There can be so many reasons.
From research, we know that certain groups of patients are more likely to get delirium than others – including those aged over 65, and those with dementia, depression, anxiety, or other mental health challenges. Those with poor vision or poor hearing are also more likely to misinterpret their environment.
Impact and consequences of ICU delirium
The short-term consequences are that patients with delirium are more likely to spend longer on a breathing machine. They are more likely to get chest infections, bed sores, or clots – and as a result of that they spend more time in intensive/critical care.
Some patients make a quick and full recovery from delirium. Others go on to suffer from anxiety, depression and in rare cases, they might develop post-traumatic stress disorder (PTSD). This is because some patients have very vivid recollections and flashbacks, and this can affect their ability to return to ‘normal life’ – to function within the family and in society.
Delirium can affect not only the patient, but the family too. And the psychological impact of delirium can slow down the physical recovery from whatever the patient is in hospital for.
There is also some evidence that some patients may go on to develop what’s known as ‘dementia-like cognitive impairment’ – where they have trouble with thinking, concentration or memory.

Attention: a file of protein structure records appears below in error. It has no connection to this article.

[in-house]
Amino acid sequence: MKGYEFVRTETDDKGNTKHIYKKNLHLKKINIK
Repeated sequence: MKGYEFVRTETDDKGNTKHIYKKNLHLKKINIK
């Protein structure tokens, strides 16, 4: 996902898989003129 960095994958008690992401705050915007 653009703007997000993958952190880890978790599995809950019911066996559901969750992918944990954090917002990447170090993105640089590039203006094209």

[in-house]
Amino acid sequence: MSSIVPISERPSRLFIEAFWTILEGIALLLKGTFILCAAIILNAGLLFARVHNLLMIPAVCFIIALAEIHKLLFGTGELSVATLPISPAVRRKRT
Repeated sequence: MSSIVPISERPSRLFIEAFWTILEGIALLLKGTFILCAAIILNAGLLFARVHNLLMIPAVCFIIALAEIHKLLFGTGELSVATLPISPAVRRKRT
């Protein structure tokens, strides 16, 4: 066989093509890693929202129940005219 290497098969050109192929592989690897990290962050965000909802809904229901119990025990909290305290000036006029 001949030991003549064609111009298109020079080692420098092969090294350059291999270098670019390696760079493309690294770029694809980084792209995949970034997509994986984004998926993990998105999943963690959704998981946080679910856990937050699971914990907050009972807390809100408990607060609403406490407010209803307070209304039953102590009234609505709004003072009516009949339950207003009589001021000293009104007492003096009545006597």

But seeking help early can minimise the risk of all of this.
Not all patients flag up the delirium they have experienced to their care team. Some can’t even remember it taking place. Others don’t bring it up because they are embarrassed or scared to say they have these horrible nightmares or hallucinations.
They might feel ashamed of their irrational behaviour and sometimes of how they behaved towards staff during that time. But as hospital staff we are very used to patients with delirium so we are very understanding and make no judgement.
Sometimes patients stay quiet because they think that talking about it will bring back distressing memories, so they try to deal with it by themselves.
ICU delirium is very common, but that doesn’t mean it’s normal, and we need to talk about it more.
Don’t pretend it doesn’t exist; it’s really important to talk about it.
There is a lot of support available and the most important thing for patients to know is that they are not alone. ICU delirium is nothing to be ashamed of.
We need to keep talking about it and keep on educating both staff and patients about it.
It’s a difficult subject, but it’s an important one for everyone.
Patient case studies
"I experienced (in my mind) extended lucid periods when the staff were trying to kill me. Eventually when I was fully conscious, I recognised some of the staff which made it even more real and frightening. I finally opened up to a lovely nurse who gently explained that what I had experienced wasn’t real and helped me to realise that I had gone through a psychotic episode. She is a wonderful nurse and I feel like she saved me."
Amanda, who experienced ICU delirium when she had her pulmonary endarterectomy (PEA) operation at Royal Papworth Hospital.
“The operation was successful, and I am now back to the things I used to do, but I was in hospital for a total of three weeks. I remember believing one nurse was going to hit me and tie me down or attack me and I screamed when she came back to do the night shift. That was awful."
Georgia, who also experienced vivid hallucinations whilst recovering from PEA surgery for chronic thromboembolic pulmonary hypertension (CTEPH)